An influential report published this week by Imperial College London concluded that “the main challenge” of suppression is that it needs “to be maintained — at least intermittently — for as long as the virus is circulating in the human population, or until a vaccine becomes available” in 12 to 18 months.

The Penn scientists, meanwhile, predict that staying home could reduce spread of the virus to near zero by late May. But if the precautions are eased, two to four more rounds of mitigation will be needed until a vaccine is developed and administered to at least 145 million people in the United States.

“If we are lucky, and an effective vaccine is quickly developed, this could happen by the fall of 2021,” they wrote.

The Imperial College mathematical models are considered so authoritative that they directly shape government policies. The new report used infection and death data from China, South Korea, and Italy to estimate what would happen in the United States and United Kingdom under various scenarios.

With uncontrolled spread, the Imperial team calculated, coronavirus would kill nearly four million Americans in a span of three months. With mitigation, the death rate would be cut in half, to about two million, including 900,000 who die because there aren’t enough ventilators. With suppression measures, the death rate would peak in three weeks at a few thousand, then decline.

The predictions served as an unnerving wake-up call for U.S. and U.K. leaders.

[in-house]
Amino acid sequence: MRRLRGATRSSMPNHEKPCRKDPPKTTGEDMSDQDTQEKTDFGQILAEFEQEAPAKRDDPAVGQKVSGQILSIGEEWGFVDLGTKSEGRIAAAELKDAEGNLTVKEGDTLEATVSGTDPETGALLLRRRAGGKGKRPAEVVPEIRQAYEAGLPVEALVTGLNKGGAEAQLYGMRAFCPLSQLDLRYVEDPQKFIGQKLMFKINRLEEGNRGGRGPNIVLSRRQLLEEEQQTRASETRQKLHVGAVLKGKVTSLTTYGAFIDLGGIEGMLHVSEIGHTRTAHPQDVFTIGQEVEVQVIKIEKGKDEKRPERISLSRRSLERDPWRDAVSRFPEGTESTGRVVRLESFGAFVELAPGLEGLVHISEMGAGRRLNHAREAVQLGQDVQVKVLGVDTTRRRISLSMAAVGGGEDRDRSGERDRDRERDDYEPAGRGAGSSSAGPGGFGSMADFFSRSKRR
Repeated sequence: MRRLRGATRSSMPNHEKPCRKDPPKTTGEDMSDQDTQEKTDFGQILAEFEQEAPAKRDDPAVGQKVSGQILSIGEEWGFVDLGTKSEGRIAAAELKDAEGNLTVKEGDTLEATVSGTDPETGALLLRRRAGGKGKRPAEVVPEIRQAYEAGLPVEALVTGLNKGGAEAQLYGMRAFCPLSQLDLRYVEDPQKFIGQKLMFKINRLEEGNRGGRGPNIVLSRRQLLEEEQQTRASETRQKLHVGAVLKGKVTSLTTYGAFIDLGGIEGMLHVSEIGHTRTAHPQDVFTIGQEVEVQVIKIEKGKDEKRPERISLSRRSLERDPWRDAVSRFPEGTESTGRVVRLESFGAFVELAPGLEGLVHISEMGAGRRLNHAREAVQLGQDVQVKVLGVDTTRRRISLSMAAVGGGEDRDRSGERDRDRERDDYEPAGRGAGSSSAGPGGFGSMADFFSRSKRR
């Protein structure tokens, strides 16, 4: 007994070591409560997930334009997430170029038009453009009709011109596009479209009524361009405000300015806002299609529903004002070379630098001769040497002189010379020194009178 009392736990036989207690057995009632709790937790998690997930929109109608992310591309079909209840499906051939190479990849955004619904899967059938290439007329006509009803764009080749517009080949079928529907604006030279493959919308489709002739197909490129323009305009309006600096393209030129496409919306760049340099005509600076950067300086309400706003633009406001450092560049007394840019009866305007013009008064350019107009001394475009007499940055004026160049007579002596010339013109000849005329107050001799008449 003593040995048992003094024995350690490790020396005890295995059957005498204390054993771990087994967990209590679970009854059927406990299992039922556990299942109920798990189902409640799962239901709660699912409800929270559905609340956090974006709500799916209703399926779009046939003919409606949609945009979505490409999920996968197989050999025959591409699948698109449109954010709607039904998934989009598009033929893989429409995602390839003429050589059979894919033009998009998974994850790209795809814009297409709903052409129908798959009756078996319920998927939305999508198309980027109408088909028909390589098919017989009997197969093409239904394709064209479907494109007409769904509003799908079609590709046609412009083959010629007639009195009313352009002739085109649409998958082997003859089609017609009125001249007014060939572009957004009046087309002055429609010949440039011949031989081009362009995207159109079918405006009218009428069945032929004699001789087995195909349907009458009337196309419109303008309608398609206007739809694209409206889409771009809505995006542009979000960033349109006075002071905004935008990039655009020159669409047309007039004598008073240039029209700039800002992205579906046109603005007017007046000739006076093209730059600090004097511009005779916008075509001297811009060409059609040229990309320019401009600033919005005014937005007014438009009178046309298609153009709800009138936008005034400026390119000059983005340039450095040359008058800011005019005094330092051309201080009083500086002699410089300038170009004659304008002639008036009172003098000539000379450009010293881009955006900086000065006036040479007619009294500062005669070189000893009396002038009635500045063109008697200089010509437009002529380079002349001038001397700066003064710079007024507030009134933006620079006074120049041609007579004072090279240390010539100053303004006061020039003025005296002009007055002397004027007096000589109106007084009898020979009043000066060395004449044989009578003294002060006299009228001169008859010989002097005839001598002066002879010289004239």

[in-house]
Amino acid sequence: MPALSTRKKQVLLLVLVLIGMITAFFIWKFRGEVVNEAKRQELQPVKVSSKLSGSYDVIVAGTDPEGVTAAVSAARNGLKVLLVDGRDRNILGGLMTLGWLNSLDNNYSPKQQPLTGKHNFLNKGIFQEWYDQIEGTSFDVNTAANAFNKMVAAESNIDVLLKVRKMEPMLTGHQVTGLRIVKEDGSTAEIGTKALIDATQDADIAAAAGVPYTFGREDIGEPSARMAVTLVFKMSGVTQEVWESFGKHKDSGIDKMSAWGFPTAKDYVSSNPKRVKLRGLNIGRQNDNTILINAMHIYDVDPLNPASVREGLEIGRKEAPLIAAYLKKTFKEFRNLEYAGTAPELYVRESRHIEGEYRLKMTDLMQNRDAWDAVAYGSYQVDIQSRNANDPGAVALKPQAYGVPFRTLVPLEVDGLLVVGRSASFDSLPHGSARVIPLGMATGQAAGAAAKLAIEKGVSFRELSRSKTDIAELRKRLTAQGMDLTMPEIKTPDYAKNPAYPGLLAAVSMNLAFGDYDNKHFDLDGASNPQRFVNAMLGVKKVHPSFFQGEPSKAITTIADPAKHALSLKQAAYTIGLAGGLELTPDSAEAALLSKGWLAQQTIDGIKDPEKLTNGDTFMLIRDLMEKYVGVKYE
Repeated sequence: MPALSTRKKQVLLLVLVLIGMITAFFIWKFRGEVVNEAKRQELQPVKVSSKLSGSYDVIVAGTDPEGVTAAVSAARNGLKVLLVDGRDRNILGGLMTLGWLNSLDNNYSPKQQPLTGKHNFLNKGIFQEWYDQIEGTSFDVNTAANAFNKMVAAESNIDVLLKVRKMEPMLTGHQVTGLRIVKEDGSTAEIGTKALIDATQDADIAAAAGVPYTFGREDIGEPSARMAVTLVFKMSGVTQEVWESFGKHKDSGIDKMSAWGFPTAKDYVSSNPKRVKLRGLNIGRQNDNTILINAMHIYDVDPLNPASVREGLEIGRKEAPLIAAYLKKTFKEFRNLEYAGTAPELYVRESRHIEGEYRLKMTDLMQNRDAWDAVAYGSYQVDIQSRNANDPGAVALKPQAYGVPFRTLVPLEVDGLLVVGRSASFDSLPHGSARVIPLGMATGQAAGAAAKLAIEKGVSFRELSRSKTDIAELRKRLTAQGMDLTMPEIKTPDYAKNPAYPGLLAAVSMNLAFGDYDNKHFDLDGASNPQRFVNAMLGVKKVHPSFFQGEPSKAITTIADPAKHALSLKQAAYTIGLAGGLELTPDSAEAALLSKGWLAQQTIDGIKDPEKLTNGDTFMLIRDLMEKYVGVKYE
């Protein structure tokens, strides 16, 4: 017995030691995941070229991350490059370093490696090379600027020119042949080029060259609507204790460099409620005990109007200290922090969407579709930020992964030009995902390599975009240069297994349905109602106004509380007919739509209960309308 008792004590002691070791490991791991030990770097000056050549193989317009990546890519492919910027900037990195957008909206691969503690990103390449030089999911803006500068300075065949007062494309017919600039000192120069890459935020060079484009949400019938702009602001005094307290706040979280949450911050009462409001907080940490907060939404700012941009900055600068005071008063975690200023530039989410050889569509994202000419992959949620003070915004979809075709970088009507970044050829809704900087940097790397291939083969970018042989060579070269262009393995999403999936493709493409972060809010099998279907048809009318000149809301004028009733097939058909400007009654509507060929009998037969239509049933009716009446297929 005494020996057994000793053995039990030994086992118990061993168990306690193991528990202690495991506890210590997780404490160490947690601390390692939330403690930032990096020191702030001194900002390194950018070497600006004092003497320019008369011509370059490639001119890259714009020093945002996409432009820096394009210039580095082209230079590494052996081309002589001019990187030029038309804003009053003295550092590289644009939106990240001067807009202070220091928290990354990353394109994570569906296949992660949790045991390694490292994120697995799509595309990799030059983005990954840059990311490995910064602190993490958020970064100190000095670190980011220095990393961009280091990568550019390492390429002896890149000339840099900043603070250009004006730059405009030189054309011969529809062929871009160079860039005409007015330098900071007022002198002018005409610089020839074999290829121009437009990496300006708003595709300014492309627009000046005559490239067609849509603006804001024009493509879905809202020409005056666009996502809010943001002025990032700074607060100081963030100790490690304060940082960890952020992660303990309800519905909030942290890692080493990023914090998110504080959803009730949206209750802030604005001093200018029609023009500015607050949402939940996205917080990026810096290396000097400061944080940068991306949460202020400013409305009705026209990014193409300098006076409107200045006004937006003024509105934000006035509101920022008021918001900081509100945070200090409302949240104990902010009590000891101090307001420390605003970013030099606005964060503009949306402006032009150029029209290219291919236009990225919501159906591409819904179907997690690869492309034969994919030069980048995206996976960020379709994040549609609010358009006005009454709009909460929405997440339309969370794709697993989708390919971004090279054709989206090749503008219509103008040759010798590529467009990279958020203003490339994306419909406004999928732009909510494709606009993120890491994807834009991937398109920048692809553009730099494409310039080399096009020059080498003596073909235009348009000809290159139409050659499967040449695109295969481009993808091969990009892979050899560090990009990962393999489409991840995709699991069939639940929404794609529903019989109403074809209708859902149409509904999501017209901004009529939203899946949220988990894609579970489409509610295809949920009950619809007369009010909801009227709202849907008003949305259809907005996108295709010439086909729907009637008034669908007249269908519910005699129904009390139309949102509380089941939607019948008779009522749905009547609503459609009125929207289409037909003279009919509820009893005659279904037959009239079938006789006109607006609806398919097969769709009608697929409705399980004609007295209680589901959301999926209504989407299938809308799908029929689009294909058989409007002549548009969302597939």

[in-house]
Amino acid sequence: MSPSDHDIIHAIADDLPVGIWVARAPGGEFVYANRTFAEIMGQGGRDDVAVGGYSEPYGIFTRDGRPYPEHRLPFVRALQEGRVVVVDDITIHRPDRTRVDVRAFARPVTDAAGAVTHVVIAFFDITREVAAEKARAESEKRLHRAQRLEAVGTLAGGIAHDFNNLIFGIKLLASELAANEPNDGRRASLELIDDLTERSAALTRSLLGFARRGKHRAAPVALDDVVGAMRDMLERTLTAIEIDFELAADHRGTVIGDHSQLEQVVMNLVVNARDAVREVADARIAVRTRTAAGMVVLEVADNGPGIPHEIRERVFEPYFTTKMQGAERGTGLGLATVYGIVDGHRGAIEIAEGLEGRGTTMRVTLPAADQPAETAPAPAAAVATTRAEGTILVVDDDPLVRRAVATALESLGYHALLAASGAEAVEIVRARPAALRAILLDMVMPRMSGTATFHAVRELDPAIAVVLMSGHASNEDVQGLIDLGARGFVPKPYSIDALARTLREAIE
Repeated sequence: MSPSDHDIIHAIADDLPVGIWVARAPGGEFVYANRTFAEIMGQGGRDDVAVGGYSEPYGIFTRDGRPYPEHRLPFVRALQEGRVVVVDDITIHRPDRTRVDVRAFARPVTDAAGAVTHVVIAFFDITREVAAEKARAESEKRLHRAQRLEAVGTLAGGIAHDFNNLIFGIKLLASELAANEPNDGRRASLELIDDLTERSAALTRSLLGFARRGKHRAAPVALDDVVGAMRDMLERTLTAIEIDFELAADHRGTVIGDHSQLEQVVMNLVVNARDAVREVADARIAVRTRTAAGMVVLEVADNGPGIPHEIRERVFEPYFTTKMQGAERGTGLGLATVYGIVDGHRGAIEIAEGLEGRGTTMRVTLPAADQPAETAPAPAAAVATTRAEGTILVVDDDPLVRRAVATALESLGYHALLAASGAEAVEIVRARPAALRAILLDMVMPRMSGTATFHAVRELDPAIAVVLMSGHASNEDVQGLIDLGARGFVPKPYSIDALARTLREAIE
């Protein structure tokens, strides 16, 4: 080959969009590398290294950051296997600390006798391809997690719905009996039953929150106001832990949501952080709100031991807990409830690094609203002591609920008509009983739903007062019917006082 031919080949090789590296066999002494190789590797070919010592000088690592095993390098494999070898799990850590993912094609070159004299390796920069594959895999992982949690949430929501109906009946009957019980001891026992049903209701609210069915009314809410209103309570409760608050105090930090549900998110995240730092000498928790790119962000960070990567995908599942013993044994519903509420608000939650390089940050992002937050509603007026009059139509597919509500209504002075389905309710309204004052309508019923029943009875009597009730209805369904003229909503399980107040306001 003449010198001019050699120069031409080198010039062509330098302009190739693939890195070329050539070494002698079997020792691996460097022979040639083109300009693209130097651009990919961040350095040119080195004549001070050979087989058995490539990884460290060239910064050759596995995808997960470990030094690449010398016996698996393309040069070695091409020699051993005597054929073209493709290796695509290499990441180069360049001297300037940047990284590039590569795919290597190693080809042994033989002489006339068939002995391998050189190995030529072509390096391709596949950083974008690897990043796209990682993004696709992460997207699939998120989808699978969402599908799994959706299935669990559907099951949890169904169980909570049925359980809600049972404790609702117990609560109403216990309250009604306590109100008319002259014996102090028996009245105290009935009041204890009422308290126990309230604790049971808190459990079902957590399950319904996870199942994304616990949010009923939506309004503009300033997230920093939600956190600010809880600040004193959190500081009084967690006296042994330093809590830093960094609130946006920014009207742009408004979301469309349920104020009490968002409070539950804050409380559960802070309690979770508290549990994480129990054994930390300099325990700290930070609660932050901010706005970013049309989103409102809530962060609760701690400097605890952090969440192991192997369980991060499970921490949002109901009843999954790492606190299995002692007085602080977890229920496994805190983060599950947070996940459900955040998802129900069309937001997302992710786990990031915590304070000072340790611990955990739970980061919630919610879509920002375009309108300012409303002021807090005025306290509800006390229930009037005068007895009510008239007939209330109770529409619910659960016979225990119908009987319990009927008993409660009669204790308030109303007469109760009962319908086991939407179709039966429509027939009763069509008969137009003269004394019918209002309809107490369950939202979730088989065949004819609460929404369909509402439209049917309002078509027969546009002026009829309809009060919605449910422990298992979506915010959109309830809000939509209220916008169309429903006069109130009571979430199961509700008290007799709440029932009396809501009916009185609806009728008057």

Hubei province — where new cases have subsided and the 50-day lockdown is gradually lifting — is expected to become a real-time illustration of the roller coaster of fighting coronavirus. So is South Korea, which tamed the virus through aggressive testing and isolation more than through shutdowns. (For every one million inhabitants, South Korea has tested 5,200; the comparable U.S. figure is 100, according to the COVID tracking project.)

Levy, an author of the op-ed, said Wednesday that he prefers another analogy in the article. The easing and resumption of emergency measures are like pumping a car’s brakes on an icy road to gradually stop it from skidding out of control.

“I don’t like the roller coaster analogy because it sounds like we’re along for the ride,” Levy said. “We have some ability to minimize the spread. We should expect the virus to come back, but each time, a little bit less.”

» READ MORE: Coronavirus testing sites draw worried crowds from around the Philadelphia region

While a reliable vaccine will take at least a year to develop and test, the impact of the pandemic could be lessened in the meantime if therapies now being tried are effective, and with the anticipated rollout of rapid, on-the-spot diagnostic tests. The current U.S. testing capacity continues to be woefully inadequate, experts agree, even though commercial tests are now supplementing the government’s supply.

“There are a lot of things we can do as a community to protect those who are most vulnerable,” said LeVasseur at Drexel. “But this is going to hurt. We’re all in this together, and that’s the only way we’re going to get out of this together.”